Gas Detection Mythbuster!

 

So what about cleaning the lamps in your PID gas detector?

First, I asked the question I raised in the last post:  the one where I've used my 5 gas detector (H2S, CO, CH4, LEL, O2, and PID)- is the lamp compromised and how would I user know.  I already know the answer to this, but it was interesting to see how many gas technical support people did not.  They were all well meaning and helpful, but not field experienced.

Here's the first response I received and you wouldn't believe what gas detection company it was from- "Well, if you want to know if it's still good, just run a 100 ppm isobutylene calibration gas standard and if it comes up any where within 30 - 40 ppm of where it's supposed to be, it's still okay."

Really?  Does that mean it can still tell the difference between air freshner and horseshit?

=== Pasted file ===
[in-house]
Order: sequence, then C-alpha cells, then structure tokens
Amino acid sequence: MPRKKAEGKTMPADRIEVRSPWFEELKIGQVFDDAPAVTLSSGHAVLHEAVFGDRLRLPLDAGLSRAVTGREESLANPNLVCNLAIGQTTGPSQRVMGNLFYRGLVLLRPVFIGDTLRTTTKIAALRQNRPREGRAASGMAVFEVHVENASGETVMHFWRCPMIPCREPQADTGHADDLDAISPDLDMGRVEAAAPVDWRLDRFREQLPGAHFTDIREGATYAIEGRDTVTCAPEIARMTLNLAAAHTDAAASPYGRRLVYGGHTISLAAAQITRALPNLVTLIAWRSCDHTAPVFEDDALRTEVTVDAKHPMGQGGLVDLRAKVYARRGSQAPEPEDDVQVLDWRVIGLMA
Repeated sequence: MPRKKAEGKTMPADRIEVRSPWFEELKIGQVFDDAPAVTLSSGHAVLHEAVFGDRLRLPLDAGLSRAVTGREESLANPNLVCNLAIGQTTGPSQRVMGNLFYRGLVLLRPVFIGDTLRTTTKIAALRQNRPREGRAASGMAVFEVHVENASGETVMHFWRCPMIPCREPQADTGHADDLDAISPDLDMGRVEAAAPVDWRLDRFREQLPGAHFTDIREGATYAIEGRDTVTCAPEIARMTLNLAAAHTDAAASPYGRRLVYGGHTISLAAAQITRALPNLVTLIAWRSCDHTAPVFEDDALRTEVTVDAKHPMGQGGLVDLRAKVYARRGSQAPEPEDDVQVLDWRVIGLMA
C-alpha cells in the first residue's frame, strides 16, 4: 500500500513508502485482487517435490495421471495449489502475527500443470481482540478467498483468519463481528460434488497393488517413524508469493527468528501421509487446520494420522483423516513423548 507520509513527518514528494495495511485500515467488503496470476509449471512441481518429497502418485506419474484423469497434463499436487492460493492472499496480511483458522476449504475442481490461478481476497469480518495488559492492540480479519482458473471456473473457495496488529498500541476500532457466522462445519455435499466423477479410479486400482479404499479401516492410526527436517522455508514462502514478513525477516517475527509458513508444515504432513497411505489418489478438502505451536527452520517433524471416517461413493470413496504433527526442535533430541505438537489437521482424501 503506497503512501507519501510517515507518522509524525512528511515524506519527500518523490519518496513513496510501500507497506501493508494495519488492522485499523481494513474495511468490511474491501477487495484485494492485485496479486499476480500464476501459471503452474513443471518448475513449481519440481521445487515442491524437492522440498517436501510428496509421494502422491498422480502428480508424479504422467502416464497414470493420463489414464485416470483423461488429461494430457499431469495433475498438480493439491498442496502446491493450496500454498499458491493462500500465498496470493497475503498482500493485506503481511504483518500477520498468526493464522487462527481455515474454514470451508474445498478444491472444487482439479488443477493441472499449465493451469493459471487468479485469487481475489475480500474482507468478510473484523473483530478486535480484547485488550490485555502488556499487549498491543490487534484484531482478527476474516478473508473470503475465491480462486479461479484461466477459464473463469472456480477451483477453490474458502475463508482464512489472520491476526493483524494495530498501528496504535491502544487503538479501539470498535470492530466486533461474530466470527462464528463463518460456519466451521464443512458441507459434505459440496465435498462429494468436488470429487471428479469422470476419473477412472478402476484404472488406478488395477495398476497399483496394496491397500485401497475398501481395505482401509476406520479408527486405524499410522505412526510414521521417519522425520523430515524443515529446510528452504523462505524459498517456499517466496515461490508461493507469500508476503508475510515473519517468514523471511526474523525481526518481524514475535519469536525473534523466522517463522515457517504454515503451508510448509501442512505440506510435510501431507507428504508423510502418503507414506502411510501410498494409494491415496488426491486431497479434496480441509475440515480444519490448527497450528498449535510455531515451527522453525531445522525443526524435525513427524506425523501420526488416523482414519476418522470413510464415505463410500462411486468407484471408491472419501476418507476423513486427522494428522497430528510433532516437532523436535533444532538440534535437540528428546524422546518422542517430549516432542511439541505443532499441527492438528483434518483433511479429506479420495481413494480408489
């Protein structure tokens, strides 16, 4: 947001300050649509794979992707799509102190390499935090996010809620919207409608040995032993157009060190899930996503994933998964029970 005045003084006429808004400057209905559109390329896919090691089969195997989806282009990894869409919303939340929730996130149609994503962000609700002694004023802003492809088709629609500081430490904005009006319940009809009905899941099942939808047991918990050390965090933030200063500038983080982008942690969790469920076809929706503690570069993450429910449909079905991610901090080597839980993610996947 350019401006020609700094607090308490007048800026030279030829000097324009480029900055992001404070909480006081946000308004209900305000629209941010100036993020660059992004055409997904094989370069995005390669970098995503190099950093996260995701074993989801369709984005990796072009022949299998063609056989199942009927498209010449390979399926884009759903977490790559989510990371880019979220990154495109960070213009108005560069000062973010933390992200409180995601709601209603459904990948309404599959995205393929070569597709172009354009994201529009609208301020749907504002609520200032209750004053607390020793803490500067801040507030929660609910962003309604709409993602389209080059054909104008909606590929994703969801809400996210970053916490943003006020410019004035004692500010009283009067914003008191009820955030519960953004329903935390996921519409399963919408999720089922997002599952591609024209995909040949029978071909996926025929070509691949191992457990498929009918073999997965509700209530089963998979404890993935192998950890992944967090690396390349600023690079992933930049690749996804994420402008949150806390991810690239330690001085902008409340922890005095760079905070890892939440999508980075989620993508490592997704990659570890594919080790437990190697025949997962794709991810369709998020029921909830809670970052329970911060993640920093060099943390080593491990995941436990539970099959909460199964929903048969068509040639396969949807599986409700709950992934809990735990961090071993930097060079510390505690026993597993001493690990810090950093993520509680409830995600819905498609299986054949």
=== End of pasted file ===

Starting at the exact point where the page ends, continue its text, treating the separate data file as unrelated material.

Here's the right answer: after you've been in a hazardous gas detection event that involves smoke or chemical fog, take the lamp out and clean it.  Don't leave chemical fog or smoke on your lamp.  Then calibrate the unit.  If it doesn't meet the normal specs- get a new lamp.  Don't risk your health.

Mythbuster of the Day:  Only RAE Systems PID lamps can be cleaned by the user.  WRONG.  Ask Bob Henderson of GFG or Joe Glorioso of MSA and they'll tell you straight.  Their lamps can be clearned, too.  That's why their companies sell lamp cleaning kits to their customers.

Don't let the anyone tell you otherwise.  Talk to a gas detector calibration expert.